Kirsten Hope Walker, our environmental educator, is thinking about water education in a new way after attending a conference earlier this month. And today she shares those thoughts with us. 

Sometimes when you attend one conference, you hear about another one that sparks your interest. That’s how I heard about the WE Thinks Water Education Summit. What first caught my interest was the promotional video. It wasn’t about water at all—it was about the way it’s taught. 

Information doesn’t guarantee knowledge. I knew that, but the video really brought to light that the key to improving knowledge lies in the thought process of the person hearing the information. I thought, “This is my way of thinking and teaching.” I wanted to know more.

While at the summit, I met many interesting people who provide excellent water education opportunities all over the country. The presenters, Drs. Derek and Laura Cabrera, talked about meta-cognition and how it can be applied to already established curriculum and human interactions. They talked about what they called a meta-map—like a concept map, but more complex. They’re built around four simple principles. 

  • Distinctions establish what a topic is as well as what it isn’t 
  • Systems are parts of a whole  
  • Relationships appear between parts and the whole, as well as other topics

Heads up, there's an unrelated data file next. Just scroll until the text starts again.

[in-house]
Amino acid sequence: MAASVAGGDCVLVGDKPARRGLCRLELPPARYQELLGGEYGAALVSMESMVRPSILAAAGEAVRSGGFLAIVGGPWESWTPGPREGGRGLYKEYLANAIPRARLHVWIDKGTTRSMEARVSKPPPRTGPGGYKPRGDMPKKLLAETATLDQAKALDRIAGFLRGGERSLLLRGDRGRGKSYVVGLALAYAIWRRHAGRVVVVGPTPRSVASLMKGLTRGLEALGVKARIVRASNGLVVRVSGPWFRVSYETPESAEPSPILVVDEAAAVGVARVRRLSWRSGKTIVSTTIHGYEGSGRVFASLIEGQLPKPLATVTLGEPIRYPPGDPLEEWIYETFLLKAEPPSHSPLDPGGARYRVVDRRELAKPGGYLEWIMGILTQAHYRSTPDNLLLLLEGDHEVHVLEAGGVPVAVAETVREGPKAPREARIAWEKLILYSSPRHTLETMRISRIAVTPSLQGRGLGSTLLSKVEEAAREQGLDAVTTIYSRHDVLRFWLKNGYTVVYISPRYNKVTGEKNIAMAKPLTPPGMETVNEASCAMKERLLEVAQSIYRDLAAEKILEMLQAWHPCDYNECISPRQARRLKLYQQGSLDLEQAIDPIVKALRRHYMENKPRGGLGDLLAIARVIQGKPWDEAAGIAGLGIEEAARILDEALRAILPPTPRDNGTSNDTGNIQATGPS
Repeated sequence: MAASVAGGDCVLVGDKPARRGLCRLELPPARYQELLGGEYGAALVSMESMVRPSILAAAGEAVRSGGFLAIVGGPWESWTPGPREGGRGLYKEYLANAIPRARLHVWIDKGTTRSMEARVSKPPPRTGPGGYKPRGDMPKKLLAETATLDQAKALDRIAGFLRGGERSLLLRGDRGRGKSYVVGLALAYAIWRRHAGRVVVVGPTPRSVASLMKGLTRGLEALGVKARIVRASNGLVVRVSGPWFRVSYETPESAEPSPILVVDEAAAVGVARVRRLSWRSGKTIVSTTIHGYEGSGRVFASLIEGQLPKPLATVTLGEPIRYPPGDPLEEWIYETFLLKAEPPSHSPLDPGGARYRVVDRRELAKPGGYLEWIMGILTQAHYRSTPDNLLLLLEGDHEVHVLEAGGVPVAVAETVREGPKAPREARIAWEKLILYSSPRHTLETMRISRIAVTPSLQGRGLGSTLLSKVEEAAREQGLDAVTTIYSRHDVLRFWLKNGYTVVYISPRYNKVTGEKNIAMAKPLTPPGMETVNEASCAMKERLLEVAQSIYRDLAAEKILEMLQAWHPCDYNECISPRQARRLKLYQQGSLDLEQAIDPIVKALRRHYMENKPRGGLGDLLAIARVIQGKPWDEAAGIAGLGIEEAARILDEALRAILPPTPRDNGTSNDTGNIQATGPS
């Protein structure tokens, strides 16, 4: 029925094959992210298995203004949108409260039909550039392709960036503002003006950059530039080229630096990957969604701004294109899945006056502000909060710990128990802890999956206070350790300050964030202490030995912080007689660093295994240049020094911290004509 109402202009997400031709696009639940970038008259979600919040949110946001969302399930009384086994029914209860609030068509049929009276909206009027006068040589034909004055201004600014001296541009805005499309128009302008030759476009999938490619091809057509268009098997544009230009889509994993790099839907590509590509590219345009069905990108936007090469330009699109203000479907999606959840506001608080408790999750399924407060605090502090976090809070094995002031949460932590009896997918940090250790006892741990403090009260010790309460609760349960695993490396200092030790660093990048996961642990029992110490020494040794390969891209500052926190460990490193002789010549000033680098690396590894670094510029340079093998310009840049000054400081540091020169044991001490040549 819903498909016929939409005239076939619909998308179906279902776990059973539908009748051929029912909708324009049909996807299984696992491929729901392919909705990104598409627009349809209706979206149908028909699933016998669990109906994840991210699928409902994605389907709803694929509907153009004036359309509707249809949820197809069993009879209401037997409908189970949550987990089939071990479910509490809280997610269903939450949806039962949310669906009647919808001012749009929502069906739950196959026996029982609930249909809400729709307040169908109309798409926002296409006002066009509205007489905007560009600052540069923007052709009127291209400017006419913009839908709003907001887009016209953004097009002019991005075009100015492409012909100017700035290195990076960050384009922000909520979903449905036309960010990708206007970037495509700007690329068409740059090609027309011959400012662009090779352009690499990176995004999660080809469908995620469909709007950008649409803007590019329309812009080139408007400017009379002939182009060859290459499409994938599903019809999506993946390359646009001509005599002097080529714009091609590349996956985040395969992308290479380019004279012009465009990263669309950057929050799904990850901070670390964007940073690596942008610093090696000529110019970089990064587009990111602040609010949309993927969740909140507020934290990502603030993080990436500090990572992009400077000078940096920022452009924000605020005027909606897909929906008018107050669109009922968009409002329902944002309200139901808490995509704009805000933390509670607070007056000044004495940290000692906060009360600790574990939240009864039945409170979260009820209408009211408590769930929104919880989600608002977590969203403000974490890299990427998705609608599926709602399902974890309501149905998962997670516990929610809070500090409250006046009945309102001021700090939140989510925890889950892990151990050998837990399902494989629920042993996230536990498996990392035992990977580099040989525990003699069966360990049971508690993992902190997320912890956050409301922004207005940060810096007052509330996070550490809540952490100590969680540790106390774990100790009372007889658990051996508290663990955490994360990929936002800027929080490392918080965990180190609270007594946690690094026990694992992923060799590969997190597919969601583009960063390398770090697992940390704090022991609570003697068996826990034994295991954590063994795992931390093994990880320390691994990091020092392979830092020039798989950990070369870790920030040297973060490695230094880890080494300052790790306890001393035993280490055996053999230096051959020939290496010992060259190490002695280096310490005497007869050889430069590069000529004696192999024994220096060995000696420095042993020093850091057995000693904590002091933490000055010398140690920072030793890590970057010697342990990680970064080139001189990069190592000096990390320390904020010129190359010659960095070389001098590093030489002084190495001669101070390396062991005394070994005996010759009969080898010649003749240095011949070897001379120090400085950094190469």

• Every topic has different perspectives that have to be considered 

A perfect example is politics. There are a lot of parts to the whole, many are related to each other, and many people have very different perspectives of the same words. Designing curriculum around these meta-cognition principles will help learners turn information into knowledge. It’s the “Oh Captain, My Captain” style of learning.

This conference has impacted me greatly. I think differently about how I look at and construct new curriculum, as well as how I would  adapt curriculum that is already out there. It also confirmed that I was on the right track when I taught high school and challenged my students to question everything and look at different perspectives on the same topic. I would recommend this conference to anyone who wants to think beyond information regurgitation.